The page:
As Paris’ famous Louvre Pyramid, designed by IM Pei, celebrates its 30th anniversary, artist JR has created a giant collaborative piece of art filling up the entire Napoleon Court. “The Secret of the Great Pyramid” was created with the help of 400 volunteers, generating a giant optical illusion of pyramid disappearing into an underground abyss.
The intervention was created by hundreds of volunteers cutting and pasting 2000 strips of paper, on a scale previously unexplored by the artist. Far from a precious fixture, the artwork is intended to be distressed and destroyed by pedestrians walking across the artwork.
The images, like life, are ephemeral. Once pasted, the art piece lives on its own. The sun dries the light glue and with every step, people tear pieces of the fragile paper. The process is all about the participation of volunteers, visitors, and souvenir catchers. This project is also about presence and absence, about reality and memories, about impermanence.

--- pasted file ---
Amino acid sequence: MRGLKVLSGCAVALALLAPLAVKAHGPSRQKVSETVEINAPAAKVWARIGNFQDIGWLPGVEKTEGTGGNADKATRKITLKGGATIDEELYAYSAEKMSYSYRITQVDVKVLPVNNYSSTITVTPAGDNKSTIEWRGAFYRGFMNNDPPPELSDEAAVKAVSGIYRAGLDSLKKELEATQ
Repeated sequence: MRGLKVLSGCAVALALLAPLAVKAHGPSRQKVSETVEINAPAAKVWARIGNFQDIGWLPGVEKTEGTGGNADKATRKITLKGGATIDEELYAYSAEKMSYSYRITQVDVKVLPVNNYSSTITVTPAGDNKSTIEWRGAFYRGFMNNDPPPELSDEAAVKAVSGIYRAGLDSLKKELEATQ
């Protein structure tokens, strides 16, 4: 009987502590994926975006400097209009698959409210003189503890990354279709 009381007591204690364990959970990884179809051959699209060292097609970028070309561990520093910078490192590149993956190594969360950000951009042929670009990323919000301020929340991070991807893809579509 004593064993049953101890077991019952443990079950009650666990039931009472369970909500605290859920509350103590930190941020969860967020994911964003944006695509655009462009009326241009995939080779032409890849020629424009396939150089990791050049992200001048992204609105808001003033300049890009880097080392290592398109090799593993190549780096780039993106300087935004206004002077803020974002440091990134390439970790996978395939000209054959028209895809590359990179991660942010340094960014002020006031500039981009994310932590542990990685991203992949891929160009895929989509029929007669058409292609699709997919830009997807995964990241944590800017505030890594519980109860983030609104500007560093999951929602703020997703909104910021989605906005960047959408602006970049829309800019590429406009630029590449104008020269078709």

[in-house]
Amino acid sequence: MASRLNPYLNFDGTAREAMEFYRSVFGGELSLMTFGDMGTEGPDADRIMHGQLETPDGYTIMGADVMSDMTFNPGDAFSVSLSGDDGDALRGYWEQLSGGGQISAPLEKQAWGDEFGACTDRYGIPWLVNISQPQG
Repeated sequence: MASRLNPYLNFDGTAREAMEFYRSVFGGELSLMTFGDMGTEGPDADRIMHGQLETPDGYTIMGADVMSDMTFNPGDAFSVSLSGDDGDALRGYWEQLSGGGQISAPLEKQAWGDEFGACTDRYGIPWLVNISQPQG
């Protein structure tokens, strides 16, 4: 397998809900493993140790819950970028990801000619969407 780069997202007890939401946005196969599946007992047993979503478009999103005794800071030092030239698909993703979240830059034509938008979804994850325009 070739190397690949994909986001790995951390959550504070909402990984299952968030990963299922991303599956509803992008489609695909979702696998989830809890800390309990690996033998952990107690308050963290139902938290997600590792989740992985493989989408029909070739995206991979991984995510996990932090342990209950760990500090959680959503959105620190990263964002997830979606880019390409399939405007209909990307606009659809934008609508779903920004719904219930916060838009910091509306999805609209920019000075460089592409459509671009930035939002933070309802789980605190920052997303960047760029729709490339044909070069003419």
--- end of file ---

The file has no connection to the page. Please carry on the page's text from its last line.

Completed in 1989, I.M. Pei’s renovation redesigned the Cour Napoleon, the main court of the Louvre, in order to alleviate the congestion from the thousands of daily visitors. A new grand entrance provided a convenient, central lobby space separate from the galleries, which provided a focal point for the cyclical process of one’s experience through the museum.
Pei’s design of the Louvre also implemented a large glass and steel pyramid that is surrounded by three smaller triangles to provide light to the space below Cour Napoleon. For Pei, the glass pyramid provided a symbolic entry that had historical and figural importance that reinforced the main entry.
News via: JR
13 In 1981, the newly elected French president, Francois Mitterrand, launched a campaign to renovate cultural institutions throughout France. One of the most advantageous of those projects was the renovation and reorganization of the Louvre. In 1983 after touring Europe and the United States, President Mitterrand commissioned the Chinese American architect, I.M.